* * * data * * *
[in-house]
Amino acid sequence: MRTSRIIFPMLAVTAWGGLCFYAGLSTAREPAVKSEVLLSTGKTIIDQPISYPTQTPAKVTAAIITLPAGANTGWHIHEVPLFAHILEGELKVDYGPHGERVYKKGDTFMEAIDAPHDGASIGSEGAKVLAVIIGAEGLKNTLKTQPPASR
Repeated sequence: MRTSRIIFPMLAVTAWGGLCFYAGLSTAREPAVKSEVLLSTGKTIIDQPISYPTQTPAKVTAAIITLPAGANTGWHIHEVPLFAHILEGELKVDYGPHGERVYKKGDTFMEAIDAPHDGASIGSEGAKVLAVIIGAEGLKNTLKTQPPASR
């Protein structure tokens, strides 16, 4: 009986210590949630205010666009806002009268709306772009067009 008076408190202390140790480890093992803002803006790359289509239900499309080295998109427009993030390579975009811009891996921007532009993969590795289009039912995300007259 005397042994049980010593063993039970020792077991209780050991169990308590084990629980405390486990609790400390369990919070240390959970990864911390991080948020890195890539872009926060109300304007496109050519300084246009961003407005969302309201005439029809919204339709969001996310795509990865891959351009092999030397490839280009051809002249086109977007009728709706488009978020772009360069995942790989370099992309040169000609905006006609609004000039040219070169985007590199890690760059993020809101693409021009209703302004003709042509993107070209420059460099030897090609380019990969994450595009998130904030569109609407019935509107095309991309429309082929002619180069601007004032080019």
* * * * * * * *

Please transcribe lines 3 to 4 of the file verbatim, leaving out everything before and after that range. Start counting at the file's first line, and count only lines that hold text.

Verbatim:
Repeated sequence: MRTSRIIFPMLAVTAWGGLCFYAGLSTAREPAVKSEVLLSTGKTIIDQPISYPTQTPAKVTAAIITLPAGANTGWHIHEVPLFAHILEGELKVDYGPHGERVYKKGDTFMEAIDAPHDGASIGSEGAKVLAVIIGAEGLKNTLKTQPPASR
């Protein structure tokens, strides 16, 4: 009986210590949630205010666009806002009268709306772009067009 008076408190202390140790480890093992803002803006790359289509239900499309080295998109427009993030390579975009811009891996921007532009993969590795289009039912995300007259 005397042994049980010593063993039970020792077991209780050991169990308590084990629980405390486990609790400390369990919070240390959970990864911390991080948020890195890539872009926060109300304007496109050519300084246009961003407005969302309201005439029809919204339709969001996310795509990865891959351009092999030397490839280009051809002249086109977007009728709706488009978020772009360069995942790989370099992309040169000609905006006609609004000039040219070169985007590199890690760059993020809101693409021009209703302004003709042509993107070209420059460099030897090609380019990969994450595009998130904030569109609407019935509107095309991309429309082929002619180069601007004032080019």